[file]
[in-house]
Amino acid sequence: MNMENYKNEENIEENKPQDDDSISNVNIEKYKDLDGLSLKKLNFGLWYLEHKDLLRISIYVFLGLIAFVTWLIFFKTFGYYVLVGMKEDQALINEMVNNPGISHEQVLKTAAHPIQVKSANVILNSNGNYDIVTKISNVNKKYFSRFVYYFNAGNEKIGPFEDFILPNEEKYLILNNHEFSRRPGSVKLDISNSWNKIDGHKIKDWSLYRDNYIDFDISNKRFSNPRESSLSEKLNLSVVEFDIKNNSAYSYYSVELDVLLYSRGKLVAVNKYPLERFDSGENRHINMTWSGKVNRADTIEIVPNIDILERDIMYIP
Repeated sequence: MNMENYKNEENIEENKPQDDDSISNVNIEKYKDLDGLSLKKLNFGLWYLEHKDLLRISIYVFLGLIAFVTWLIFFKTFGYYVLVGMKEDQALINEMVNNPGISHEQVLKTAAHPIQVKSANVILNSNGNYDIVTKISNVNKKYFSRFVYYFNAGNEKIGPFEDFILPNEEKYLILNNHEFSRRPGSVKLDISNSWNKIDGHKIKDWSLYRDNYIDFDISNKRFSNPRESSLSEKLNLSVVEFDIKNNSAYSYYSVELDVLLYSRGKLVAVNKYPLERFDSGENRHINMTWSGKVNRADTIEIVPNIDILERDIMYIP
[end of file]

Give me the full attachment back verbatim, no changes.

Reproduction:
[in-house]
Amino acid sequence: MNMENYKNEENIEENKPQDDDSISNVNIEKYKDLDGLSLKKLNFGLWYLEHKDLLRISIYVFLGLIAFVTWLIFFKTFGYYVLVGMKEDQALINEMVNNPGISHEQVLKTAAHPIQVKSANVILNSNGNYDIVTKISNVNKKYFSRFVYYFNAGNEKIGPFEDFILPNEEKYLILNNHEFSRRPGSVKLDISNSWNKIDGHKIKDWSLYRDNYIDFDISNKRFSNPRESSLSEKLNLSVVEFDIKNNSAYSYYSVELDVLLYSRGKLVAVNKYPLERFDSGENRHINMTWSGKVNRADTIEIVPNIDILERDIMYIP
Repeated sequence: MNMENYKNEENIEENKPQDDDSISNVNIEKYKDLDGLSLKKLNFGLWYLEHKDLLRISIYVFLGLIAFVTWLIFFKTFGYYVLVGMKEDQALINEMVNNPGISHEQVLKTAAHPIQVKSANVILNSNGNYDIVTKISNVNKKYFSRFVYYFNAGNEKIGPFEDFILPNEEKYLILNNHEFSRRPGSVKLDISNSWNKIDGHKIKDWSLYRDNYIDFDISNKRFSNPRESSLSEKLNLSVVEFDIKNNSAYSYYSVELDVLLYSRGKLVAVNKYPLERFDSGENRHINMTWSGKVNRADTIEIVPNIDILERDIMYIP